Nearly €8b of non-oil income injected to NIMA in H1

September 23, 2019

TEHRAN - Iran’s non-oil exporters injected €7.98 billion of their revenues into the Forex Management Integrated System, locally known as NIMA, during the first half of the current Iranian calendar year (March 21-September 22).

The figure has experienced a significant increase compared to the last year, in which a total of €11.309 billion was injected into the NIMA system during the whole year, IRNA reported. 
Such improvement is an indication of the Central Bank of Iran (CBI)’s success in controlling and stabilizing the currency market despite the new waves of sanctions which are mostly targeting the country’s banking system.
Iran provides foreign currency for the country’s exporters with significantly low exchange rates and the exporters are obliged to return the equivalent of the supplied fund in the form of foreign currency.
NIMA, which seeks to boost transparency, creates competitiveness among exchange shops and promotes a secure environment for traders, is a new chance for importers to supply their required foreign currency without specific problems and for exporters to re-inject their earned foreign currency to domestic forex market. It was inaugurated to allow exporters of non-oil commodities to sell their foreign currency earnings to importers of consumer products.
In mid-November last year, CBI issued the instructions on return details of the hard currency earned by exporters back to the domestic financial system.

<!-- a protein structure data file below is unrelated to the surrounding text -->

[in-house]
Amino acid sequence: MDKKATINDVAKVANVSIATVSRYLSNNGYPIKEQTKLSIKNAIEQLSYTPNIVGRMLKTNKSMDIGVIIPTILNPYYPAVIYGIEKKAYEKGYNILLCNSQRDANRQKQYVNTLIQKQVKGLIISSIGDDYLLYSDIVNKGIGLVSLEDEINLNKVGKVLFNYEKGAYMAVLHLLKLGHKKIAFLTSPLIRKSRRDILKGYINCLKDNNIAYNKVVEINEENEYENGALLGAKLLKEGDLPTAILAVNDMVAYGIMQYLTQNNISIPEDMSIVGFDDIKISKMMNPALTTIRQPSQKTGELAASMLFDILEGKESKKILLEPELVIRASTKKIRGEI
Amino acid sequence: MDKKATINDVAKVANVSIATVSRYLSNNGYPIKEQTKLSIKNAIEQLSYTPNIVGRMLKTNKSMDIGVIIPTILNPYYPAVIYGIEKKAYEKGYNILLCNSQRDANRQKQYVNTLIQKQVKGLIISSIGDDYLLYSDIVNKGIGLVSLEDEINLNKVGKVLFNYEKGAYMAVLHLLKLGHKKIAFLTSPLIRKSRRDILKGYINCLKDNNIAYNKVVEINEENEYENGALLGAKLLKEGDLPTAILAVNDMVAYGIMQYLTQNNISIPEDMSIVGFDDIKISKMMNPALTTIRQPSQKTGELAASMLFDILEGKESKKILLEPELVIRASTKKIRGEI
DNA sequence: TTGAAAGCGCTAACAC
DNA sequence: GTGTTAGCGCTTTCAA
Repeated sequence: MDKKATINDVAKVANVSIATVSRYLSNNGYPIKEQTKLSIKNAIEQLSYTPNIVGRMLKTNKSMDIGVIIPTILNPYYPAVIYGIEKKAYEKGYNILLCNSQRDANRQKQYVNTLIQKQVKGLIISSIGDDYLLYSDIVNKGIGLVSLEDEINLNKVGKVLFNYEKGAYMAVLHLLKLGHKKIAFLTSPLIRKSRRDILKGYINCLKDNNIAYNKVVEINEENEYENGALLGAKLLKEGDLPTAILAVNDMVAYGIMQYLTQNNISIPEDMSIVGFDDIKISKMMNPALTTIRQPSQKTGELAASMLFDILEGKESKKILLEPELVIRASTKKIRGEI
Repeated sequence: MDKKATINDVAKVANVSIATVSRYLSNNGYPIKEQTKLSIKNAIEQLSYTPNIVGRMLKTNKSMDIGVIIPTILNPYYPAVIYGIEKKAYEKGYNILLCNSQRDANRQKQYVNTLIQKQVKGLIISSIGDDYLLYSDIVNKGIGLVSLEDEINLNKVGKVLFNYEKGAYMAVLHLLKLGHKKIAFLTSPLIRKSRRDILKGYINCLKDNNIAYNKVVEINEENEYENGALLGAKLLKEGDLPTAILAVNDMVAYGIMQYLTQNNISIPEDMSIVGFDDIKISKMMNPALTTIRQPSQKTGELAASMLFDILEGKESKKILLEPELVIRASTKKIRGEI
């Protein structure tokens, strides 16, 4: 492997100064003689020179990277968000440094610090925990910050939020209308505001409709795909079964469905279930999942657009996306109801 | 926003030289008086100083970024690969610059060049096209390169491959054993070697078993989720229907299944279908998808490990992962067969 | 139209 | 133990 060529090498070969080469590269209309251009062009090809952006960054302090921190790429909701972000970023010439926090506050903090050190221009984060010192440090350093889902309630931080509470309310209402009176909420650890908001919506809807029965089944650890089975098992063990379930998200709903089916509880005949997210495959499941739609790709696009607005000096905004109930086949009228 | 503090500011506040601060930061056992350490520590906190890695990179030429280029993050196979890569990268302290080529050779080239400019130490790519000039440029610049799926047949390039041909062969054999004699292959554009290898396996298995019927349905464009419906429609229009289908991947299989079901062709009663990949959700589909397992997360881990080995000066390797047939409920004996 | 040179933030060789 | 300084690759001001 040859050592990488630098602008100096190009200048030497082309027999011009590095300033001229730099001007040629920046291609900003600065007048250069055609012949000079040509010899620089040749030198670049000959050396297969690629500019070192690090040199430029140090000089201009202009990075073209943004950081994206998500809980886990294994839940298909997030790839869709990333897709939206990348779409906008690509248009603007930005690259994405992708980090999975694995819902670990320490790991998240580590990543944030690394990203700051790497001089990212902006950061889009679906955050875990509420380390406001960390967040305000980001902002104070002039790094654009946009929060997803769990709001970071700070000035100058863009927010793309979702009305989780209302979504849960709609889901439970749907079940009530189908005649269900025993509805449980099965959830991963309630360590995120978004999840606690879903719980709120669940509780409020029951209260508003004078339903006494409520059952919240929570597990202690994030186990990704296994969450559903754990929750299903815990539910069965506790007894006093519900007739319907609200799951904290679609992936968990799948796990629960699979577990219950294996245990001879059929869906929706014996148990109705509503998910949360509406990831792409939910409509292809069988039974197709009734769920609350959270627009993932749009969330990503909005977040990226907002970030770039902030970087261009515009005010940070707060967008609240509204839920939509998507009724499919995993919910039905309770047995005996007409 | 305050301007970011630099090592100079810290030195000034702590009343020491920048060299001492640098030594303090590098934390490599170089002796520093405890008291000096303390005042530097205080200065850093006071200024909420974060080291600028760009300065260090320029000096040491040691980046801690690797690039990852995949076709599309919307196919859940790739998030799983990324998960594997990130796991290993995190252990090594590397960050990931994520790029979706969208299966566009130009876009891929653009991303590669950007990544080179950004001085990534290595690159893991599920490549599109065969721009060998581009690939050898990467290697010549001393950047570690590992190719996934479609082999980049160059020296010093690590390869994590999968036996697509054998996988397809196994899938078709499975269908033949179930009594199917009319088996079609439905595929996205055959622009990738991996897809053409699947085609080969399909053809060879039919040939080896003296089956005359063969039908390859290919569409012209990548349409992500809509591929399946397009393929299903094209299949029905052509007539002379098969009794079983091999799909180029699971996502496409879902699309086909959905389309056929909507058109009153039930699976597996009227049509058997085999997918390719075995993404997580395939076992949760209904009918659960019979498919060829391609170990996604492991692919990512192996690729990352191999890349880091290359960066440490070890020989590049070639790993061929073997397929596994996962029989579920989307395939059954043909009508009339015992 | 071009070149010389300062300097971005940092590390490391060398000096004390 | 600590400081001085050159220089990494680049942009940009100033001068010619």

The instructions, aimed to lead the export revenues from the non-oil exports back into the country’s economy through NIMA, mandate all the exporters of goods and services to guarantee bringing back to the country the foreign currency amount allocated to them by the government at lower prices than the free market.
In late May, CBI unveiled a new directive package to provide the country’s exporters with guidelines about how they should re-inject their foreign currency incomes into the country’s economy.
Based on the directive, for the petrochemical sector, the exporters should present at least 60 percent of their foreign currency incomes into the NIMA, and a maximum 10 percent could be injected into the financial system in the form of hard currency and the rest could be used for importing necessary goods.
As for other exporters, at least 50 percent of the total earnings should be presented at the NIMA system and a maximum 20 percent could be distributed in form of hard currency and the rest can be used for imports.
EF/MA
 

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